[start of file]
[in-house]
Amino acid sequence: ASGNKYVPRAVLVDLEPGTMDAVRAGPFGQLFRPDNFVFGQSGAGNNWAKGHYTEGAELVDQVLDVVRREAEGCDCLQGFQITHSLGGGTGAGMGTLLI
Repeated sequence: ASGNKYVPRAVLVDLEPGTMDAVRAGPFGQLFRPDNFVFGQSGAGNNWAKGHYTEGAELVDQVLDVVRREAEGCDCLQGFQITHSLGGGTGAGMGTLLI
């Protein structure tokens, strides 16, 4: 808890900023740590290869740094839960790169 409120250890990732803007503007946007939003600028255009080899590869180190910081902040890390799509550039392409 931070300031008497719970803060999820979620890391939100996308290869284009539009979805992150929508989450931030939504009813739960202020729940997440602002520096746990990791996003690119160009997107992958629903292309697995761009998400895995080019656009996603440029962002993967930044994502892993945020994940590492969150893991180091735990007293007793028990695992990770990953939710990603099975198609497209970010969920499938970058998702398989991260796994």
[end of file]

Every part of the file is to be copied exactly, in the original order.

[in-house]
Amino acid sequence: ASGNKYVPRAVLVDLEPGTMDAVRAGPFGQLFRPDNFVFGQSGAGNNWAKGHYTEGAELVDQVLDVVRREAEGCDCLQGFQITHSLGGGTGAGMGTLLI
Repeated sequence: ASGNKYVPRAVLVDLEPGTMDAVRAGPFGQLFRPDNFVFGQSGAGNNWAKGHYTEGAELVDQVLDVVRREAEGCDCLQGFQITHSLGGGTGAGMGTLLI
């Protein structure tokens, strides 16, 4: 808890900023740590290869740094839960790169 409120250890990732803007503007946007939003600028255009080899590869180190910081902040890390799509550039392409 931070300031008497719970803060999820979620890391939100996308290869284009539009979805992150929508989450931030939504009813739960202020729940997440602002520096746990990791996003690119160009997107992958629903292309697995761009998400895995080019656009996603440029962002993967930044994502892993945020994940590492969150893991180091735990007293007793028990695992990770990953939710990603099975198609497209970010969920499938970058998702398989991260796994």